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GRCA to spray to control gypsy moth caterpillar population

It's expected to happen between May 20 and June 10
gypsy moth caterpillar
Stock photo

The Grand River Conservation Authority (GRCA) will be spraying an organic pesticide at a number of its properties this spring to control growing populations of gypsy moth. Aerial applications by helicopter are planned over susceptible forest areas at Pinehurst Lake, Brant and Byng Island conservation areas, as well as at the Dryden Tract and the FWR Dickson Wilderness Area. Control of the current outbreak is required to protect and maintain affected forest areas and to reduce future hazard tree removals.

The organic insecticide Foray® 48B, whose active ingredient is a widely distributed soil bacteria called Bacillus thuringiensis kurstaki (Btk), will be applied by helicopter. Two applications will occur approximately three to seven days apart. Timing depends on insect and tree development, as well as weather conditions. It is expected that applications will occur between May 20 and June 10, 2020.

All GRCA properties and facilities are currently closed due to the COVID-19 pandemic. Members of the public are reminded to obey all closures. It is important that people are not present during aerial spraying for safety and regulatory requirements related to low level flying. Should properties re-open prior to the aerial spraying, appropriate measures will be taken to close the areas forpeveral hours while the spraying occurs, and to communicate this information to the public.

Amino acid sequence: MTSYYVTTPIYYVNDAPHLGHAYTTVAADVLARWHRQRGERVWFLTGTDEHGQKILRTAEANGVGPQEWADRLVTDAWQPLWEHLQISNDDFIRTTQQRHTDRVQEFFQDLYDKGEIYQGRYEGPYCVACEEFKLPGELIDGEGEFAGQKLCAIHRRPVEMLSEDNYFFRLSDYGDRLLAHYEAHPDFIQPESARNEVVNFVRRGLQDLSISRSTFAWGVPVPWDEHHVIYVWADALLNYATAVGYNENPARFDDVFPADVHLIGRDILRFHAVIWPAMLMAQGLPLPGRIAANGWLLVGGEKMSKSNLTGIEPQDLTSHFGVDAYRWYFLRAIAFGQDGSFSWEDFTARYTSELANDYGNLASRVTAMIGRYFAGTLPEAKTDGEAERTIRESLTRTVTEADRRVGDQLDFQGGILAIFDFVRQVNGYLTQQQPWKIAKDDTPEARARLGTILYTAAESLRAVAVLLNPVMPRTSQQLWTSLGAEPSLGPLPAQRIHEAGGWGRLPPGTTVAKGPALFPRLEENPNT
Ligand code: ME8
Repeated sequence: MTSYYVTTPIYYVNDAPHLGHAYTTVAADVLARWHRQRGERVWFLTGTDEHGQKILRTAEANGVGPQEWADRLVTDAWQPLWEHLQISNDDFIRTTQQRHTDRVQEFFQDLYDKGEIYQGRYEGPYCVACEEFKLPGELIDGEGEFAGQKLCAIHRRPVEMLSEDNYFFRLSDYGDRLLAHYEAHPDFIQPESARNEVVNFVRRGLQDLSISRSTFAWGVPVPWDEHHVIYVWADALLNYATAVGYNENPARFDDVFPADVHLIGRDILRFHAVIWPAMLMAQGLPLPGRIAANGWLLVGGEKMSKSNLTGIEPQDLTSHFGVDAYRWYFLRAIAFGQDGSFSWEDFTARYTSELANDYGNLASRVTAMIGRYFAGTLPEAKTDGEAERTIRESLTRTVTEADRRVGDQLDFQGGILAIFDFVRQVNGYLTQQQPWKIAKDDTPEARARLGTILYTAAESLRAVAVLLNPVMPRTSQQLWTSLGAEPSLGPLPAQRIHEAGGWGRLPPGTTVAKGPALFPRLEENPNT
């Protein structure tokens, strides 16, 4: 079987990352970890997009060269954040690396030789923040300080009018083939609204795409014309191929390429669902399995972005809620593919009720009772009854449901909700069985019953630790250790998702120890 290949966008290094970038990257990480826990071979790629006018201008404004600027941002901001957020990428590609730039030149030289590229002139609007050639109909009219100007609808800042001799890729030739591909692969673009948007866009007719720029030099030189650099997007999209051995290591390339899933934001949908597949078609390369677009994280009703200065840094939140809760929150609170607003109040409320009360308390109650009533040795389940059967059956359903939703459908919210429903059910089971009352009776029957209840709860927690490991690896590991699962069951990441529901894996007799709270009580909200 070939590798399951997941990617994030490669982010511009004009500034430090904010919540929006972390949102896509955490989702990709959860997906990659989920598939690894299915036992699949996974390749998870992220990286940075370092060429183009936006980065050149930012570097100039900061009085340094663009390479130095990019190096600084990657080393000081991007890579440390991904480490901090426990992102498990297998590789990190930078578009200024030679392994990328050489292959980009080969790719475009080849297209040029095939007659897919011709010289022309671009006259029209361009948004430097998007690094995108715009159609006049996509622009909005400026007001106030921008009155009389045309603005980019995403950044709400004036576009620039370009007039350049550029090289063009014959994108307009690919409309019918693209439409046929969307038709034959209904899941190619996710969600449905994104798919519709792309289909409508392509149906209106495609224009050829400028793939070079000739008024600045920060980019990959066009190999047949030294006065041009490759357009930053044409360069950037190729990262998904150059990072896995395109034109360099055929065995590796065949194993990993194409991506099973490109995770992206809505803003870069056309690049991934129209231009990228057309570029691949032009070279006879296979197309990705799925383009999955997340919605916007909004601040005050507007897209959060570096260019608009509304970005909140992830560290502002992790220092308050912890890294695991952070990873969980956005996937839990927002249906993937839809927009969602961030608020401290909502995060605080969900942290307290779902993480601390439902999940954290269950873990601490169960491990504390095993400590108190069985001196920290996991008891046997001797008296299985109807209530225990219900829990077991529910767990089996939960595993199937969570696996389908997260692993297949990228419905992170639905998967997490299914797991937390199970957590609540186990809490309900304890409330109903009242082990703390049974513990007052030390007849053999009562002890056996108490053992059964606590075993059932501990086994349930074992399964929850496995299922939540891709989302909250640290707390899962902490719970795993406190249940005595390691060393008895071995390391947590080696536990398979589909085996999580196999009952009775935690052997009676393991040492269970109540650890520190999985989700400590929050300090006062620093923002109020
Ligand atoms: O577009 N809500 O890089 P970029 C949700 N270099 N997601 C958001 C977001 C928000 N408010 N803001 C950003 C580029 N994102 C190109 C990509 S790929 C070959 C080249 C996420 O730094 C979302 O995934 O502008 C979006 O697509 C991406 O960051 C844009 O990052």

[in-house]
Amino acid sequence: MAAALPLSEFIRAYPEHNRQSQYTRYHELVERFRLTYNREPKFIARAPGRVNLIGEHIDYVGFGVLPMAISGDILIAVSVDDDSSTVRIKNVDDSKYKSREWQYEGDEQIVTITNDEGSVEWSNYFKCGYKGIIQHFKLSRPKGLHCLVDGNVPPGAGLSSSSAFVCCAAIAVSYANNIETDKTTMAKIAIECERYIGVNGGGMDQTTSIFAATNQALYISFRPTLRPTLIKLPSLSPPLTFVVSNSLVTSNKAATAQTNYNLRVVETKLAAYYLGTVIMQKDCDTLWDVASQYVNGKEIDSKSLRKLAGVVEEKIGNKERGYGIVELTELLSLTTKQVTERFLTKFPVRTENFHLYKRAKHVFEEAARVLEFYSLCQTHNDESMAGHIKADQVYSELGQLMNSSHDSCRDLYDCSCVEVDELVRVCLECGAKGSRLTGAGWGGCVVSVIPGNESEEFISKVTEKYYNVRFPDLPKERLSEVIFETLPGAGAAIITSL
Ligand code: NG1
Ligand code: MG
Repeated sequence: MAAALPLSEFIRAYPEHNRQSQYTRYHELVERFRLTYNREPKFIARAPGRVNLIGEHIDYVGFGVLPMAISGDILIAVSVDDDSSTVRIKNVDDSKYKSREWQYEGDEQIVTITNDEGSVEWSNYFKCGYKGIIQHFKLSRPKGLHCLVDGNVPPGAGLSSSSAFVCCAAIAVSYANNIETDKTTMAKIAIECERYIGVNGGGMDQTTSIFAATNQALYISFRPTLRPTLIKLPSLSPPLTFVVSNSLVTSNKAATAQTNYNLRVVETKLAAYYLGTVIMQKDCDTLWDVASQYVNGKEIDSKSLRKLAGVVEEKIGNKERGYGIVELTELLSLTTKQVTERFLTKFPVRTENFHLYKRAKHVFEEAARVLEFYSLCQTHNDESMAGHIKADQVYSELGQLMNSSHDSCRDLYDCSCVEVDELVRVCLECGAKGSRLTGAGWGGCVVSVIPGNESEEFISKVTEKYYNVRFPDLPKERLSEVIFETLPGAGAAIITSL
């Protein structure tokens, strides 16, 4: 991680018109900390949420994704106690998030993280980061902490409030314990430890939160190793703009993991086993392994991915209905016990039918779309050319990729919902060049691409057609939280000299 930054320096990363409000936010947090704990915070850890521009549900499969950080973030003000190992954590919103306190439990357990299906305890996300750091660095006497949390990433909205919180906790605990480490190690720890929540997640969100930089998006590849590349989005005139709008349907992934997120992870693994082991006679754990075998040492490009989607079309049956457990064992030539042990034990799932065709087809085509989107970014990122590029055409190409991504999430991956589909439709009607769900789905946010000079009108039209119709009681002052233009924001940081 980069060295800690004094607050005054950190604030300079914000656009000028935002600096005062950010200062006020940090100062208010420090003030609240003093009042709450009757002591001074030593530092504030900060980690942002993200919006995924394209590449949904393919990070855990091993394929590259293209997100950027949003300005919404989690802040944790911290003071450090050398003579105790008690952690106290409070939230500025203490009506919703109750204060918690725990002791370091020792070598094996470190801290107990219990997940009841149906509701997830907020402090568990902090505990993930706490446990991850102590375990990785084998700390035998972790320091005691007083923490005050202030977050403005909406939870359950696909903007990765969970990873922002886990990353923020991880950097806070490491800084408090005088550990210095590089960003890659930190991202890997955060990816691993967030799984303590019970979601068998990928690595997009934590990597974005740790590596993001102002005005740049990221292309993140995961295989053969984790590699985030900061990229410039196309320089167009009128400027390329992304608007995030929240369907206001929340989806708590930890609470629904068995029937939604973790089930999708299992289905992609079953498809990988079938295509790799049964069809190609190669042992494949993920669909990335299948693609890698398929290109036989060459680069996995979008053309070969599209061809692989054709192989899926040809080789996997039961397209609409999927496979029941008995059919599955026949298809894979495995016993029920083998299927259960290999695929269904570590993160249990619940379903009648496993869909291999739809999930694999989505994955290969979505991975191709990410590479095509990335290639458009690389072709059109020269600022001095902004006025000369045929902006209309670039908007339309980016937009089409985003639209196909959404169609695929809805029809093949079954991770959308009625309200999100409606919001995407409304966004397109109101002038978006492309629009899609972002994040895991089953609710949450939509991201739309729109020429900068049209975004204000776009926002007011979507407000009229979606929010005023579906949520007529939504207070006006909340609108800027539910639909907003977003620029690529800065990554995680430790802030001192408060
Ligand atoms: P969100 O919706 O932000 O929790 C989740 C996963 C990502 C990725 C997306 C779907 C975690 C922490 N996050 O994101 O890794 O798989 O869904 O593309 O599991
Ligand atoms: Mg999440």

Btk insecticide is not considered a human health risk and is not toxic to bees and other insects, birds, fish, mammals or adult moths and butterflies. Its application won’t impact moths and butterflies, like monarchs, whose caterpillars develop later in the season. Btk insecticides have been in use for over 30 years in Canada and around the world. Their use is approved by Health Canada including for aerial applications over urban areas.

About gypsy moth

Gypsy moth (Lymantria dispar) is a highly cyclical, non-native forest pest. Their caterpillars eat the leaves of a wide variety of trees. High populations of gypsy moth result in tree defoliation with significant potential impacts on tree and forest health. Ecological impacts result from tree declines and mortality, especially in oaks and hickories, which provide valuable food and habitat for a wide diversity of species. The current gypsy moth infestation is also having a cumulative forest health impact on areas that have recently undergone significant tree losses due to emerald ash borer. More information and updates on the project can be found online at


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